“Going to Alberta to work is something that’s universal in Canada,” he said. “And really, the core of the show is the family dynamic between Terry, Parnell and Owen. A lot of people can relate to having mismatched cousins or family members you don’t want to be around but are kind of stuck with. I think that’s a very universal theme, and most people are touched by it in some way, shape or form.”
People were excited, it’s pretty crazy. I got pinched, I got hugged, kissed, picked up and spun around. I don’t know how many people slapped me on the arm, back or arse and said ‘way to go boys’.” Dennis Trainor
The season introduces more of the Gallant family, including their filthy-mouthed Grammie, played by Madriene Ferris.
However, much of the show’s humour comes from the unique personalities of the ne’er-do-well cousins.
Trainor said he may never be able to escape his character, who he’s now able to slip in and out of with ease.
“With Terry Gallant, someday I’ll have to get an exorcist to get him out of me,” he said. “He kind of comes to the forefront when we’re in any way representing the show. I just let him do the talking.”
Jeremy said while he knows the show’s coarse language may turn off some potential viewers, the characters ultimately have a good heart.
“Terry and Parnell are always well-intentioned. They’re trying to do their best,” he said. “It’s a feel-good show.”
Many Islanders watching the show will also be hard-pressed not to find one of their own family members or friends pop up throughout the season.
That’s because Islanders themselves were used to fill most of the more than 100 speaking roles in the season.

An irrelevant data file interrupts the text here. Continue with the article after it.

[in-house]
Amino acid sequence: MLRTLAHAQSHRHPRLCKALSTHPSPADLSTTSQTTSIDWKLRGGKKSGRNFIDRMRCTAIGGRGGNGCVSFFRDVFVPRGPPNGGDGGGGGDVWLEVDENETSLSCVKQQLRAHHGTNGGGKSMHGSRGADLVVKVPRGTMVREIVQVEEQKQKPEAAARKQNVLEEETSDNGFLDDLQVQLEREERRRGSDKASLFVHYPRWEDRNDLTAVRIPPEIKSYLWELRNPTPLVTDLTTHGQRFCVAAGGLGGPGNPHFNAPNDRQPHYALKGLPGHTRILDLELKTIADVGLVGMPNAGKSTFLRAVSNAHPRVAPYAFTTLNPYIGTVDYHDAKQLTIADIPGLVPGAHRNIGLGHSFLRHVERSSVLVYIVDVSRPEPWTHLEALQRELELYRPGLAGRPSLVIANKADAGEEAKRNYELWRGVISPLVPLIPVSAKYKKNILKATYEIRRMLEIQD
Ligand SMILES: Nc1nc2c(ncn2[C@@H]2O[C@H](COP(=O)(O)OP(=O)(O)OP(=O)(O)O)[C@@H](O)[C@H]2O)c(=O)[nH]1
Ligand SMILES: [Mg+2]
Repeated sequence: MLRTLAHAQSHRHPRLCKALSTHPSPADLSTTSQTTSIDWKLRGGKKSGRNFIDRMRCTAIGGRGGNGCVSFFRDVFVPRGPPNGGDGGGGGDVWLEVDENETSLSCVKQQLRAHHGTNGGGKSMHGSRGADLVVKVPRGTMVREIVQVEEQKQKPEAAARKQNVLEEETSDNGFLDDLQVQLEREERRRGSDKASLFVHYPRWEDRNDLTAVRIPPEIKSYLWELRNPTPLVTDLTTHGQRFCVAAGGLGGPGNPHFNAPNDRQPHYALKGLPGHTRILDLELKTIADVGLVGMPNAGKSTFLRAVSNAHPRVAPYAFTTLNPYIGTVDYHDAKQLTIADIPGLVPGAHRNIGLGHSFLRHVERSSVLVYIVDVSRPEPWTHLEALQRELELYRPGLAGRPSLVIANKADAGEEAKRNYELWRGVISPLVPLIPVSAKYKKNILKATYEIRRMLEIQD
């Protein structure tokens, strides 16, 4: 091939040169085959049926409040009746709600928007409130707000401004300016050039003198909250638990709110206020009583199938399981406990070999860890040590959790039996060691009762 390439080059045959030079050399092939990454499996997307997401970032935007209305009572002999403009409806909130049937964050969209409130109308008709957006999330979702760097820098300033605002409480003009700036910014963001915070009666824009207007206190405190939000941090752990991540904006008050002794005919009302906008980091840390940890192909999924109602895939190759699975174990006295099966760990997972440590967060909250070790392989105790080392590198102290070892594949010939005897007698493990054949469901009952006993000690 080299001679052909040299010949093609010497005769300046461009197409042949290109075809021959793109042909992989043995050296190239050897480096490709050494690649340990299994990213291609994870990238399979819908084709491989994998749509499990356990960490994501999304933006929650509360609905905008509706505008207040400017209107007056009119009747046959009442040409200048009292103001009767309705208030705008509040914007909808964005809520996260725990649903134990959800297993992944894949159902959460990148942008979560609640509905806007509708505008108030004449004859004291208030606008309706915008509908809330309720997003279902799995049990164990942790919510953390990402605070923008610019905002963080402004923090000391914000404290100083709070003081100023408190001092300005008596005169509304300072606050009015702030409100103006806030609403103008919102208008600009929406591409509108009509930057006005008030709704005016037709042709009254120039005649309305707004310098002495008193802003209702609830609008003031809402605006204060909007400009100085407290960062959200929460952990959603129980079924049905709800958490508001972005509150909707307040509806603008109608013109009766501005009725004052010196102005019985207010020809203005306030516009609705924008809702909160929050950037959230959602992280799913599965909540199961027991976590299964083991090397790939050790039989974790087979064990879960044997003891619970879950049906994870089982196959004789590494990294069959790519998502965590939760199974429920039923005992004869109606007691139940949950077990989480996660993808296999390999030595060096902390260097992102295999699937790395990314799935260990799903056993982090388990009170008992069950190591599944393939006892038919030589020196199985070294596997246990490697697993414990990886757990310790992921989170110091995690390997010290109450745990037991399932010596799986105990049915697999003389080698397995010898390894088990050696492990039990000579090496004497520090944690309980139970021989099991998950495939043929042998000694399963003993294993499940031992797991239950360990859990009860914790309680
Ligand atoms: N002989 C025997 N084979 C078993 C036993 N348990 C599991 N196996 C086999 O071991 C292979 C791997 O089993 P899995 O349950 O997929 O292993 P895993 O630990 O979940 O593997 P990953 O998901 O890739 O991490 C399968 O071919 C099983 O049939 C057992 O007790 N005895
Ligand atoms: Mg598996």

“We had to use a ton of Islanders and a lot of them hadn’t acted before but still gave great performances,” said Jason, noting that a speaking role was one of the prizes for fans who donated to the show’s Kickstarter fund. “We actually had people travelling from all over Canada for it. There was one person who came in from B.C.”
The wide appeal of the show was also evident at the screenings, which saw an audience about as diverse as the creators and crew could ask for.
“It seems to span generations,” said Trainor. “I think it goes beyond just the ‘Island pride’ kind of thing, too. The love for it seems to span beyond P.E.I.”
AT A GLANCE
The raunchy and comical web series was created by brothers Jeremy and Jason Larter and Geoff Read. The second season picks up with Terry and Parnell Gallant returning home to P.E.I. after getting “loaded rich” out west. They then lure their “cousint” Owen Stephens and friends from Toronto for a “P.E.I. pogey summer.”
The season stars Tyler Seguin, Dennis Trainor, Robbie Moses, Bridget Tobin and Sydney Dunitz, as well as many Islanders performing in more than 100 speaking roles.
Filmed in locations throughout P.E.I., including Cavendish, downtown Charlottetown and “Pogey Beach” (Tracadie).
The series’ first season in 2013 has won critical acclaim in Canada and generated hundreds of thousands of YouTube views. It was the first web series to ever make a Canadian TV critic’s top 10 list when it was ranked by The Globe and Mail’s John Doyle as #6 for 2013.